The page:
The Short History Of Surf Tattoos
Archy, Hoyo, Fletcher… it’s a full blown rebel yell!Read more
The earliest known tattoos date back to 3300BC. They adorn Otzi the Iceman, who was found on the Italy/Austria border, frozen in a glacier. Otzi had tatts that corresponded closely to bone problems in his ankles and back, perhaps indicating they had an acupuncture-type function. He probably owned a sled, but it’s highly unlikely he surfed.
Tattooing was prohibited in 500BC by the Book of Leviticus. If you think that sounds definitive, Leviticus also prohibited handling pigs, eating crayfish, and having sex with your sister.
The intersection of tattooing and surfing is harder to pinpoint. Among the surfing peoples, Japan and Samoa have the longest traditions in the artform (Samoans gave us the word tatau, via Captain Cook), but conversely they have short surfing histories. Polynesian tattoos are steeped in sacred meaning, much of it tragically lost when the Hawaiian kakau fell under missionary pressures. Hawaii of course is probably the place where tattooed surfers first rode waves, and Jack London is probably the first westerner to see it, in 1907. Returned servicemen (especially sailors) from World War Two were among the first to bring ink to American lineups. But for a long, long time, in this country and elsewhere among Europeans, tatts remained the preserve of the military, the prisons and the circus.
Nat Young’s History of Surfing (1983) does not feature one tattooed human being. Matt Warshaw’s gigantic 2010 tome of the same name features one solitary image of Darryl “Flea” Virostko flexing a muscle with a modest band around it. Danny Way and Matt Hoy are the only tatts visible in Phil Jarratt’s epic 320-page corporate history of Quiksilver, The Mountain and the Wave. If you believe the hardcovers, surfing is a graceful aquatic ballet, practised exclusively by the unblemished.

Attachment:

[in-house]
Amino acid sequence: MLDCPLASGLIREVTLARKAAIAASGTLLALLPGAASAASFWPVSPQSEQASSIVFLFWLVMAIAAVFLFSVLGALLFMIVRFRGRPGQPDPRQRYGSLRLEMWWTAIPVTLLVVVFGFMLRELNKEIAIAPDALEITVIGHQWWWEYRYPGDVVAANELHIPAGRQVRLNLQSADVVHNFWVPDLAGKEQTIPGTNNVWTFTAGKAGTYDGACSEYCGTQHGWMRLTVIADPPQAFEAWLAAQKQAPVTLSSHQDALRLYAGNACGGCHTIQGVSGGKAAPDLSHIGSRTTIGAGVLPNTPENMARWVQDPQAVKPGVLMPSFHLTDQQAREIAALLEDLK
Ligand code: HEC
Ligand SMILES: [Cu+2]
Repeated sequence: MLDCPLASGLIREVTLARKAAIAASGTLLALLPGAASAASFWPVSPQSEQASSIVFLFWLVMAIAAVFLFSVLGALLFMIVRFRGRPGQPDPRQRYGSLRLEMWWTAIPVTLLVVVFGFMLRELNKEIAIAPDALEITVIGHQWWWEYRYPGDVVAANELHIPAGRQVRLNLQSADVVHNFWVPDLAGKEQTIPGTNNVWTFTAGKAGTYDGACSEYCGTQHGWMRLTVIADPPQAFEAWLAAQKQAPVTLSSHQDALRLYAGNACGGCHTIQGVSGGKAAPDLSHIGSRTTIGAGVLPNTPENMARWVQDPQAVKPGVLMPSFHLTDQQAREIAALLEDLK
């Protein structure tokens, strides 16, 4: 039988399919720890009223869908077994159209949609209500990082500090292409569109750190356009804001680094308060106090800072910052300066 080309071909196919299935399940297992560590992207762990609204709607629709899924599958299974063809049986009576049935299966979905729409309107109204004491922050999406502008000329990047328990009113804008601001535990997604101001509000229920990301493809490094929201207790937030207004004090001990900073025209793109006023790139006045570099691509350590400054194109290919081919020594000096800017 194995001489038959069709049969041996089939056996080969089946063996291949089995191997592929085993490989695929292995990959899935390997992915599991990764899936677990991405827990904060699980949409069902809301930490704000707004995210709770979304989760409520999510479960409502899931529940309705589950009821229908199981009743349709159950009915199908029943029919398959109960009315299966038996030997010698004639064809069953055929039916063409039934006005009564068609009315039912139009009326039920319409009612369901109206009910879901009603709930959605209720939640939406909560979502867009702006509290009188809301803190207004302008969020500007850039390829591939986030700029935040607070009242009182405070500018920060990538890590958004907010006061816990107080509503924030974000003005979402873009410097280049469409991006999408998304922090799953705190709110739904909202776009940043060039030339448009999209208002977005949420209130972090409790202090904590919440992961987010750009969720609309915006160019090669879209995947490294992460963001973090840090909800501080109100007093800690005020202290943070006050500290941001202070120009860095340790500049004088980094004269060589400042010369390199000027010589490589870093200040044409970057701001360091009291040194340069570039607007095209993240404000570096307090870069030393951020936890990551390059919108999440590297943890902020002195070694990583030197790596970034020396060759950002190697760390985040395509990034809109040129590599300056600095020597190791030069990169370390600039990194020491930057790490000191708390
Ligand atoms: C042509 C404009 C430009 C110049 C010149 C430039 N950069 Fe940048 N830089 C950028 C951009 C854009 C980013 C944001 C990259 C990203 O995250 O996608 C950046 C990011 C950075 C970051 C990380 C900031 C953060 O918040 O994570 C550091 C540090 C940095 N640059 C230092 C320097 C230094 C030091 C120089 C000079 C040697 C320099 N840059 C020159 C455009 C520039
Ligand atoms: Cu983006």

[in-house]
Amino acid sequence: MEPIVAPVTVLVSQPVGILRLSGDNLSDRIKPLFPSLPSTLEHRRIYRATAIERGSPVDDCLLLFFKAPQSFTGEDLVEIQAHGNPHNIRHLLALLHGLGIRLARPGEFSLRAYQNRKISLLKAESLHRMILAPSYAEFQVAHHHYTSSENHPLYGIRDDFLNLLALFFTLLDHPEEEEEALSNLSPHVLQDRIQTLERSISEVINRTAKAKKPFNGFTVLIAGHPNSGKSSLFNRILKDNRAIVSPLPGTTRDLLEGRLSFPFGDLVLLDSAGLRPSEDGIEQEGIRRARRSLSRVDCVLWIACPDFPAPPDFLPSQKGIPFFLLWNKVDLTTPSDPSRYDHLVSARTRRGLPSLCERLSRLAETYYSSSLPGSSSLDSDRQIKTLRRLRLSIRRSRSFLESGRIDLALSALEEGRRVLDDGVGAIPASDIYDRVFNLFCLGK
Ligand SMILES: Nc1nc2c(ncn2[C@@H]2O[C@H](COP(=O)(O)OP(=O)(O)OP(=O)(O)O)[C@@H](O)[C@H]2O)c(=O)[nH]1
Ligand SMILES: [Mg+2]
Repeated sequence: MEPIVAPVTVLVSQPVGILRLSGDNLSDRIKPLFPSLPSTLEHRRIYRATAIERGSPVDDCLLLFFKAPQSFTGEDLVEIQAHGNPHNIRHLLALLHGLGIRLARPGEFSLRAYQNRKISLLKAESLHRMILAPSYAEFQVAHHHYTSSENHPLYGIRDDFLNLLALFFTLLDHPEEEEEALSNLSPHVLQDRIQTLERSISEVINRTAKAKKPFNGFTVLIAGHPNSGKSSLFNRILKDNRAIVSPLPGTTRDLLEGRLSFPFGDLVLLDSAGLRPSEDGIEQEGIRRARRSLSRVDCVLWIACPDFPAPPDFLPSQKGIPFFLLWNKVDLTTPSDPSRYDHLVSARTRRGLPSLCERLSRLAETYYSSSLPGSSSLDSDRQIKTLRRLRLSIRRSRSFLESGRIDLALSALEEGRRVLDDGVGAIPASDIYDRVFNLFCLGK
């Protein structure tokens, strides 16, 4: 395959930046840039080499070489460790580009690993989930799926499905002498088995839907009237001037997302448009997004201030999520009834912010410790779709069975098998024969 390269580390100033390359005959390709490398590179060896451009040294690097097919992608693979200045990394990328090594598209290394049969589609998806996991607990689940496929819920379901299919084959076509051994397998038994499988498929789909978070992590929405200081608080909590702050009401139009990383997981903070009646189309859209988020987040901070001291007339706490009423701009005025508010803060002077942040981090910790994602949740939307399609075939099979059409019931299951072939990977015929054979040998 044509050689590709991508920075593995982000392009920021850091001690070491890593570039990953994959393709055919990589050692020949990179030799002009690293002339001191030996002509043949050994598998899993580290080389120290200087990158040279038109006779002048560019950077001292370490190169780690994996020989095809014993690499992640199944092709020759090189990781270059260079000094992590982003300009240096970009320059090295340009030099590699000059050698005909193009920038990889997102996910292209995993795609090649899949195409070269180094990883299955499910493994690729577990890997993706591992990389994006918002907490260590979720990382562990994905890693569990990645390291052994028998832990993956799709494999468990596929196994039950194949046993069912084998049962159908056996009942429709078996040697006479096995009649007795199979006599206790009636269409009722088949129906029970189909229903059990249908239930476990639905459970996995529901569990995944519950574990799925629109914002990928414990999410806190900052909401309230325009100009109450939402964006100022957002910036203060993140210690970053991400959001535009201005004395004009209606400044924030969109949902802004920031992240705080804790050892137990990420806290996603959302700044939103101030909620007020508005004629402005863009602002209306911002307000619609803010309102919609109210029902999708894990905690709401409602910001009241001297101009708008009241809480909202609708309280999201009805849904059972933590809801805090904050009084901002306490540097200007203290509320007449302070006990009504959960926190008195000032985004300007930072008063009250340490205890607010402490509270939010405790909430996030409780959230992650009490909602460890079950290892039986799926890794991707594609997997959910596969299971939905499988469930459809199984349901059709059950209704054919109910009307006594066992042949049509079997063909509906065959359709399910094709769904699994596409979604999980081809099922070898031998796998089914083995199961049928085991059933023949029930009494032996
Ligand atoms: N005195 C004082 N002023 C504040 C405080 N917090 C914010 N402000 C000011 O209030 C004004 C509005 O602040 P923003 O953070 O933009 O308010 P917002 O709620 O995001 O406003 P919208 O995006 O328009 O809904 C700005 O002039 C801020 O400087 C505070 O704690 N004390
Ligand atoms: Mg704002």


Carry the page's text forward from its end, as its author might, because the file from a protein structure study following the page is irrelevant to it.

But surfer ink emerged from the shadows in the 1980s. Marvin Foster, who did prison time, led the pack. Then, in a rush, came the Matts with Tatts: Archbold (San Clemente – flames, crowns, spiderwebs and angels), Branson (Perth – double sleeves) and Hoy (Newcastle – heart, star, anchor and double sleeves, and a page from Green Eggs and Ham on his thigh). Each came from a different aesthetic: all three were 24-carat hard nuts, and were widely emulated.
Mick Campbell took the Ben Cousins road, scrolling his iron sixpack with Gothic lettering, which seems like tempting fate if you’re into beer. Sunny Garcia combined traditional Hawaiian designs with a hibiscus, a map of the islands and a reference to his accounting difficulties: “Death and Taxes”. Bobby Martinez went for a shotgun-toting Mexican bandido, while the back of Christian Fletcher’s head is rendered as a decomposing version of the front of Christian Fletcher’s head.
The turn of the century ushered in tatts as code for gang membership: the Bra Boys, who used theirs to sell t-shirts, and the Wolfpak, promoting neck braces. More laidback dudes can make a larf of it: Mitch Crews got a taco on his leg and Julian Wilson lost at tenpin and had to ink a bowling pin on a finger. Chippa Wilson has a T-Rex on his knee, a weeping Jesus on a forearm and angels and demons battling it out on his guts.
But ingenuity died and ink got silly on the piss. Trophy tatts became a thing: Gabe Medina’s got the 2014 World Title trophy, but stepdad Charlie’s also got it – inscribed into his left forearm. And Silvana Lima’s got her 2009 Bell emblazoned across her ribs. Footballers, pop idols and even for Chrissake Lachlan bloody Murdoch look like they rolled in wet comics.
Rebellion got humped by the mainstream. A backlash was inevitable. So those paragons of good taste, the Surfers Paradise nightclubs, are now cracking down on tuff stickers. Even East LA hard man Joe Crimo has read the writing on his eyelids: he’s launched a GoFundMe campaign to have his facial tatts erased. Even Death and Taxes aren’t permanent.